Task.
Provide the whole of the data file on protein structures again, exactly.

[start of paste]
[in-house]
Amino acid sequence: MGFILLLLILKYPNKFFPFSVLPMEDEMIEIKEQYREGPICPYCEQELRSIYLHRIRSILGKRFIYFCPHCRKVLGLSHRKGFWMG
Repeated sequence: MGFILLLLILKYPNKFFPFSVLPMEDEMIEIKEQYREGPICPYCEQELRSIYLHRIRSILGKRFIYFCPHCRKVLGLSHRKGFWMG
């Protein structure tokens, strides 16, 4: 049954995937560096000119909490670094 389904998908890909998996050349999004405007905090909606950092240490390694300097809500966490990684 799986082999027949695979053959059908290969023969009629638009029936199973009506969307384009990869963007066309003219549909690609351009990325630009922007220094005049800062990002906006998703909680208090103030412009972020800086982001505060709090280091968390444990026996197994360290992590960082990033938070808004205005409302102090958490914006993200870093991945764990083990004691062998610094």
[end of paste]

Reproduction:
[in-house]
Amino acid sequence: MGFILLLLILKYPNKFFPFSVLPMEDEMIEIKEQYREGPICPYCEQELRSIYLHRIRSILGKRFIYFCPHCRKVLGLSHRKGFWMG
Repeated sequence: MGFILLLLILKYPNKFFPFSVLPMEDEMIEIKEQYREGPICPYCEQELRSIYLHRIRSILGKRFIYFCPHCRKVLGLSHRKGFWMG
């Protein structure tokens, strides 16, 4: 049954995937560096000119909490670094 389904998908890909998996050349999004405007905090909606950092240490390694300097809500966490990684 799986082999027949695979053959059908290969023969009629638009029936199973009506969307384009990869963007066309003219549909690609351009990325630009922007220094005049800062990002906006998703909680208090103030412009972020800086982001505060709090280091968390444990026996197994360290992590960082990033938070808004205005409302102090958490914006993200870093991945764990083990004691062998610094």